No grants and no VC funding, how a quality local news project is working in Manchester

Future News 83 

‘Sustainability’ is the watchword for Joshi Herrmann. He’s probably best known in UK news media circles for his three-year stint as editor-in-chief at The Tab, the digital tabloid network aimed at and written by university students across Britain and the US. Herrmann has since left London, gone home to Sussex and then relocated to the North West of England where he launched The Manchester Mill last June to serve the unofficial second-city of the UK. 

“It’s been a good decision because it’s a huge city with a huge city region, which effectively has just one large newspaper in the [Reach-owned] Manchester Evening News,” he told FN. “There’s much less journalism per-head compared to London. There’s also a yearning for a different type of writing and reporting in local news, a type of journalism that concerns itself with thoughtfulness and depth.” 

It’s a bold move for Herrmann, who unveiled the project during a pandemic and only had a couple of university friends (he went to Cambridge) based in Manchester. Other than that, his main link to the city was his football club, Manchester United.

“It was just a personal challenge for me to execute an idea I’ve had for a while,” Herrmann explained. “What if you did high-quality stuff at a local level paid for by subscriptions?” 

The Substack-powered publication is going well so far. The Manchester Mill has 650 paying subscribers at rates of around £7 per month (some sign-ups are discounted), generating annual revenues of more than £40,000. Herrmann only turned on subscriptions in September and now he can pay for himself and a growing network of freelancers. He also has help from a trainee, Dani Cole, who works on the publication once a week. 

Herrmann wants to grow The Manchester Mill organically, rather than seeking funding from venture-capital firms, grants (like those offered by the Google New Initiative) or advertising.

“The fundamental problem in journalism at the moment is sustainability,” he said. “If you raise £100,000 and spend it, you delay the moment when you find out if it’s sustainable or not.” 

The former Evening Standard staffer wants to keep it “really disciplined” for the first year or two, including maintaining a strong focus on his members and doing as much of the editorial work himself.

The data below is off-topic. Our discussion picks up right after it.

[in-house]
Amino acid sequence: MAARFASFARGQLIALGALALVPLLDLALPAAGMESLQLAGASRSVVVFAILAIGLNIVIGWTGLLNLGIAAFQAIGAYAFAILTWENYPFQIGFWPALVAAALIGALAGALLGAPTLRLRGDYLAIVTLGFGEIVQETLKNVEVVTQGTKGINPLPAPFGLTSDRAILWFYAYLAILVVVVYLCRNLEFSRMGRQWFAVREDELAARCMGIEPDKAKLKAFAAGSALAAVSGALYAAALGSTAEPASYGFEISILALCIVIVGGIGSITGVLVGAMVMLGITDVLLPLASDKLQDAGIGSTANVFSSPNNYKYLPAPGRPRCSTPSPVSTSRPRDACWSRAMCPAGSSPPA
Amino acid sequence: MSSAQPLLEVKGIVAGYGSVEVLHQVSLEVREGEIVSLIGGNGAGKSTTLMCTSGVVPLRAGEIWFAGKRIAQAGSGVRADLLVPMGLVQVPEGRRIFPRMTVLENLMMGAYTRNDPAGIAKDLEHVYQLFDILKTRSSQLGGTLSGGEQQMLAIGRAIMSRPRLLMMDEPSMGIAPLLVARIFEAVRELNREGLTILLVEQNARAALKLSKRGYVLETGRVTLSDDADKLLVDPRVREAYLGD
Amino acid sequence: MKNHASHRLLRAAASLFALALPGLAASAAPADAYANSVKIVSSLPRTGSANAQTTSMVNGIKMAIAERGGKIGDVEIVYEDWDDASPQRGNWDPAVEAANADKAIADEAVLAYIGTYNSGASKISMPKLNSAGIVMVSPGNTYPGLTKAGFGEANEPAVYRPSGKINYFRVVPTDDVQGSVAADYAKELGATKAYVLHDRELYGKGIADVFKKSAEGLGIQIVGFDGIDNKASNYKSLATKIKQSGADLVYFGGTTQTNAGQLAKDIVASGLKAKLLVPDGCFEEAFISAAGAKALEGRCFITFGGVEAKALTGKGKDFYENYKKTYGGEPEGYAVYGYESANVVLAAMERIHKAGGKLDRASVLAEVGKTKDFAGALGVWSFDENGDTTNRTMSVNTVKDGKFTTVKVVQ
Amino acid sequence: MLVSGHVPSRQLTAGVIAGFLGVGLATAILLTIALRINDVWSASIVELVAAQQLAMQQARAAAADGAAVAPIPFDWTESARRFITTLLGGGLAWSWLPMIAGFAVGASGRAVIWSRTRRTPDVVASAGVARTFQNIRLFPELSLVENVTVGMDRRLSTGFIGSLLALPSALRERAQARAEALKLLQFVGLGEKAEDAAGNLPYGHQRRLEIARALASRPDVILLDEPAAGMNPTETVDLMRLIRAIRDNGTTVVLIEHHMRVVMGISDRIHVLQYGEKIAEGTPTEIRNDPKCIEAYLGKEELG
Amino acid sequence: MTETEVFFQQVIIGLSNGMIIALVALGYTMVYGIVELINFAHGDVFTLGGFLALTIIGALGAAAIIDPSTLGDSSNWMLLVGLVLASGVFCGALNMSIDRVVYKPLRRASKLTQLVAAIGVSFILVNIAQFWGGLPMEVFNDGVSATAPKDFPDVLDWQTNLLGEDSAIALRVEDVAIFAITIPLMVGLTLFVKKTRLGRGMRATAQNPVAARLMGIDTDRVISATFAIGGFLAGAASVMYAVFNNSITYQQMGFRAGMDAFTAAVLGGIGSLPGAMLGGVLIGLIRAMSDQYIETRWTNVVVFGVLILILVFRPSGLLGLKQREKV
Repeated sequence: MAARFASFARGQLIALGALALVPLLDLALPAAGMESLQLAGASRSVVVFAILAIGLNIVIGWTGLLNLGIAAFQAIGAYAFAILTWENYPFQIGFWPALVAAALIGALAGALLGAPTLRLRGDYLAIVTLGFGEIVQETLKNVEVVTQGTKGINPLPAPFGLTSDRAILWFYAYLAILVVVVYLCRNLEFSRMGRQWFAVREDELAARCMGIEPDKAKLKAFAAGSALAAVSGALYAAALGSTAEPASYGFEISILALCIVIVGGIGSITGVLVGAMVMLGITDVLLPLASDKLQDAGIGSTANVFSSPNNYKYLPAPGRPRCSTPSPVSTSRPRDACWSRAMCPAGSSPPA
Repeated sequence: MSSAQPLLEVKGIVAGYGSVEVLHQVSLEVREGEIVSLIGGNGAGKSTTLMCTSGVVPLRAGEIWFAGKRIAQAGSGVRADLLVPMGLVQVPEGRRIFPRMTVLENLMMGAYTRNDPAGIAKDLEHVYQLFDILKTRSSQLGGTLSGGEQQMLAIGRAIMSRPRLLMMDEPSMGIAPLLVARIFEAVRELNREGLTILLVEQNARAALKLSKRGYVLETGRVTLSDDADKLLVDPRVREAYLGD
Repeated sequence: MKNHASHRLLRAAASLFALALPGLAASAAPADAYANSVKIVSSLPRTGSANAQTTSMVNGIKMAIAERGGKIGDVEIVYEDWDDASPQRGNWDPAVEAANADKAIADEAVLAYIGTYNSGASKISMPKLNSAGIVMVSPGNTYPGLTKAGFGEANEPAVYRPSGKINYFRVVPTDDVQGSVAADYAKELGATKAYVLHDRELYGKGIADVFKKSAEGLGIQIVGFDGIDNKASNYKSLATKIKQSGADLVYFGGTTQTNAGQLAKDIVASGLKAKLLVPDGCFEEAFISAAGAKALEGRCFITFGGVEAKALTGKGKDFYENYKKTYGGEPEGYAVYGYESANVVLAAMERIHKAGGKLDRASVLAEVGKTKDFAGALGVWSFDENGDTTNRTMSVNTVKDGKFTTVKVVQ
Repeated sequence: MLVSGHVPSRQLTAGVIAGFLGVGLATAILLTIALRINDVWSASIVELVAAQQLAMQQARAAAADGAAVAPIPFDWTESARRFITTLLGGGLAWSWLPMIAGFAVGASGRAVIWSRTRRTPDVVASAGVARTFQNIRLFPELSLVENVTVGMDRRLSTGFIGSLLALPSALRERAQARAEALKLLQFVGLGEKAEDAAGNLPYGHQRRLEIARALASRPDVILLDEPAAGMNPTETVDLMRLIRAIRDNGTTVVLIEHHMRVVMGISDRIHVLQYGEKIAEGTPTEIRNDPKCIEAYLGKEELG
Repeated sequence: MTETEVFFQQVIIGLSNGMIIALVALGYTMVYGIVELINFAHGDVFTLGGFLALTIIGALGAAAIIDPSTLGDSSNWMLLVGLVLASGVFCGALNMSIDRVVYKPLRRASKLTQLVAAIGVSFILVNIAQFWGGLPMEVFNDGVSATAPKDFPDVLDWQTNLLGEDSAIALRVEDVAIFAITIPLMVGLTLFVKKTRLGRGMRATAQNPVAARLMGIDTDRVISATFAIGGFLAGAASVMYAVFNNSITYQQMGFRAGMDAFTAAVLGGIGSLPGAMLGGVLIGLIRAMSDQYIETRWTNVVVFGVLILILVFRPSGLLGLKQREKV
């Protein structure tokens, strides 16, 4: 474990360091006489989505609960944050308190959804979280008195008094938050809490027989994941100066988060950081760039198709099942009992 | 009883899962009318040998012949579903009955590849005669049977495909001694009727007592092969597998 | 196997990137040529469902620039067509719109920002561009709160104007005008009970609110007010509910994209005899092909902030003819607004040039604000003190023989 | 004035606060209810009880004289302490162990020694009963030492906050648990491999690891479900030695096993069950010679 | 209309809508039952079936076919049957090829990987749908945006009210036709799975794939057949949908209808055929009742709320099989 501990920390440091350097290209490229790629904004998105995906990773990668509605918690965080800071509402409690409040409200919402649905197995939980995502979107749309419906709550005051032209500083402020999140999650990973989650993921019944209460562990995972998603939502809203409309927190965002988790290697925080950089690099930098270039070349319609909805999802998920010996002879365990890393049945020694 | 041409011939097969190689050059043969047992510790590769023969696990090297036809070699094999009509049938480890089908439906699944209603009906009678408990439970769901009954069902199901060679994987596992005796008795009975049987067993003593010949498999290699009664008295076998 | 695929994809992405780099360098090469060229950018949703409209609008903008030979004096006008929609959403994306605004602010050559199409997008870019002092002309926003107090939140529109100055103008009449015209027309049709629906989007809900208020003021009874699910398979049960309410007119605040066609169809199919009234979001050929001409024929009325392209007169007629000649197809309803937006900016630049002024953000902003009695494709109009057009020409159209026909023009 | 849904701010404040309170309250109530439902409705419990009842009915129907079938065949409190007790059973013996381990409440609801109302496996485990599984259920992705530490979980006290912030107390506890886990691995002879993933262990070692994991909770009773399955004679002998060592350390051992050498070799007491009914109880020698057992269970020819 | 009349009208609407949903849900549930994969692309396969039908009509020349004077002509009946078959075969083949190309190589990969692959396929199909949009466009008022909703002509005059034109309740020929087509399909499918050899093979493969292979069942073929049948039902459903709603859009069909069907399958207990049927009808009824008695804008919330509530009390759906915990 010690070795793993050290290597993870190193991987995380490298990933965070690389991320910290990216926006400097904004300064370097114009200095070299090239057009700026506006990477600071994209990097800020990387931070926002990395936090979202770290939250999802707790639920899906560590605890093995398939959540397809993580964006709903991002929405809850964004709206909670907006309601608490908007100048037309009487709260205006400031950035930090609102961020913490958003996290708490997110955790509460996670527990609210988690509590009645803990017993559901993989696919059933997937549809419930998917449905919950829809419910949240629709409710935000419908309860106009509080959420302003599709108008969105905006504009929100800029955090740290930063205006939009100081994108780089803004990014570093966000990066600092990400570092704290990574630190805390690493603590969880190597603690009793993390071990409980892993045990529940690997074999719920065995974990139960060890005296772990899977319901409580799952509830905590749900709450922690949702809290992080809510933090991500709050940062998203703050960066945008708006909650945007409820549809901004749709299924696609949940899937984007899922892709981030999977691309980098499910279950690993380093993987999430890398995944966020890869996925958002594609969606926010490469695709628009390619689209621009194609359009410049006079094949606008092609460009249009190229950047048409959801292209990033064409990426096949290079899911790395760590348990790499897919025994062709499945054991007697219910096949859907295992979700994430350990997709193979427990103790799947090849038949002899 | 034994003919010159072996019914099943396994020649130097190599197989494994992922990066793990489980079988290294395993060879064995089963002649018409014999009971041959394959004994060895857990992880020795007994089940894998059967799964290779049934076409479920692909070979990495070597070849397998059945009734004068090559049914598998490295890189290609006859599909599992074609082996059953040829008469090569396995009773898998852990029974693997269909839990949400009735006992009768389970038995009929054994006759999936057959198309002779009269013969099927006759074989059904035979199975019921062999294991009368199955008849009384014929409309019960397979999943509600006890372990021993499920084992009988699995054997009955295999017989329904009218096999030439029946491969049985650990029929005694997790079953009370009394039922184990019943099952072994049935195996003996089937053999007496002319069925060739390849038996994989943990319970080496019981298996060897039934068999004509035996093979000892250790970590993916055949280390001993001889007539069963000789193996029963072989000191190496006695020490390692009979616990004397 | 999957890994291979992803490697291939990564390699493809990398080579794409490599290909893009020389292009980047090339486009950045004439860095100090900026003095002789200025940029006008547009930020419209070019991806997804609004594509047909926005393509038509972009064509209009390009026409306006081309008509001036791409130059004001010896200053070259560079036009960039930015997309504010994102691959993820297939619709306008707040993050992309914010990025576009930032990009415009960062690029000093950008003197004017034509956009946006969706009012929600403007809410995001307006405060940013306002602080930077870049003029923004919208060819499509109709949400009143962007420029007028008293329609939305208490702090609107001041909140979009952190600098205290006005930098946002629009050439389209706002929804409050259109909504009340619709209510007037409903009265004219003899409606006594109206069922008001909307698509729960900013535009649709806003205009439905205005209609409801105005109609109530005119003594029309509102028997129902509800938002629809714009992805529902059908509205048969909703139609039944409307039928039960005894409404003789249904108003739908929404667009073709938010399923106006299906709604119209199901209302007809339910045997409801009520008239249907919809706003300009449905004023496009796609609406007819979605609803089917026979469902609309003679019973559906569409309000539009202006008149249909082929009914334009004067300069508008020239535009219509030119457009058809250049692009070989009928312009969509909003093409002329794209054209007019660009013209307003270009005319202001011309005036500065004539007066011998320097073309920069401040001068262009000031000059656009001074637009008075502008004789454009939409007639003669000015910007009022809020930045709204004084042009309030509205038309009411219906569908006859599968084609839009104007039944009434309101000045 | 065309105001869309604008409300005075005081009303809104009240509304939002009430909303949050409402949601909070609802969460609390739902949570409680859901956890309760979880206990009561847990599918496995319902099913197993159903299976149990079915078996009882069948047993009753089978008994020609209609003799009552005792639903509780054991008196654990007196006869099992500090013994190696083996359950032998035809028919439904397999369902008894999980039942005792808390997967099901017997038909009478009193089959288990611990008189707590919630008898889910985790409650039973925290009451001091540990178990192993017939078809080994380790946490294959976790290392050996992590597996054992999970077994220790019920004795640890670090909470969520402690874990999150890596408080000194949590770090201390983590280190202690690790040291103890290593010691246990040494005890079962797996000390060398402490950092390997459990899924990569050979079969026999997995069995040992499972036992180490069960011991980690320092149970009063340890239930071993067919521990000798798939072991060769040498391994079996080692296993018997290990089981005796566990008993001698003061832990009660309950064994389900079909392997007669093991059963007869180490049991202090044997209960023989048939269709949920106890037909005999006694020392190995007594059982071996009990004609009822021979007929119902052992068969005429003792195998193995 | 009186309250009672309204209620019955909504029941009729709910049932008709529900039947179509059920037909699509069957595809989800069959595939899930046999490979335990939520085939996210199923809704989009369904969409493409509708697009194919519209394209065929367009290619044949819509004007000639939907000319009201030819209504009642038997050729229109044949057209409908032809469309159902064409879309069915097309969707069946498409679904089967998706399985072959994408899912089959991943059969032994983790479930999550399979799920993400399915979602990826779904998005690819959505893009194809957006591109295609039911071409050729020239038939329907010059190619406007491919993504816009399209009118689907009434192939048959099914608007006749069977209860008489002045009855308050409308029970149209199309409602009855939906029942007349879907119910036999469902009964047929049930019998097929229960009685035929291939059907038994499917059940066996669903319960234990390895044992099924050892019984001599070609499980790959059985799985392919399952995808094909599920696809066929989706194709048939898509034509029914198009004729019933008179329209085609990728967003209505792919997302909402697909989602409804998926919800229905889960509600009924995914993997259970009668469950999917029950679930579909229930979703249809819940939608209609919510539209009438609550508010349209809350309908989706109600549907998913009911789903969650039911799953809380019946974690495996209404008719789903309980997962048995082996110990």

Those articles – paying subscribers get five per-week at a length of around 1,000 words, while more than 9,000 readers receive a weekly digest and long read – tend to be more narrative and feature-focused and are ultimately intended to “add value” to Greater Manchester’s existing news media ecosystem. 

“We [try to] do something a bit different and exciting,” Herrmann said. The topics include crime, culture and business, although sports is covered when it relates to the culture of the city or has an impact on the community.

Politics is off the table for now since the MEN and other regional outlets provide “great coverage”, according to The Manchester Mill editor. And amid warnings of ‘news deserts’, mass job uncertainty and the BBC narrowing its local news coverage, can the model be replicated across the UK?

“Definitely,” Herrmann, who has set-up a sister title in the shape of The Liverpool Post, said. “I’ve had people write to me from different parts of the country, including Yorkshire and Newcastle. Readers in Liverpool also want this sort of thing...I could imagine every city having a couple of outlets like this.” 

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  • Canada’s Postmedia saw a revenue dip of more than 25% to $116.9m in the three months to 30 November, with net earnings at $52.8m (compared to a loss of $3.0m in the same period in the prior year). The company said the increase was primarily the result of a non-cash settlement gain related to employee benefit plans of $63.1m.

  • UK journalists are being urged to diversify newsrooms (in class and race terms).

  • Telegraph Media Group posted a £5.7m profit in 2019 (up from £0.7m in 2018).

  • James Murdoch has claimed that the US media has been “propagating lies”

  • Axios has unveiled a ‘Bill of Rights’ ahead of its push into local news.

  • Politico Playbook has a new crew.

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  • Without giving examples, Roger Wicker, chairman of the Senate Committee on Commerce, Science and Transportation, has claimed that social media platforms have silenced “thousands” of conservative users, asking that YouTube, Facebook and Twitter provide “detailed information” of their decision-making processes. 

  • The NYT gives the inside track on how Twitter cut off Trump.

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For high-praise, tips or gripes, please contact the editor at or via @ianjsilvera. Follow on LinkedIn here. 

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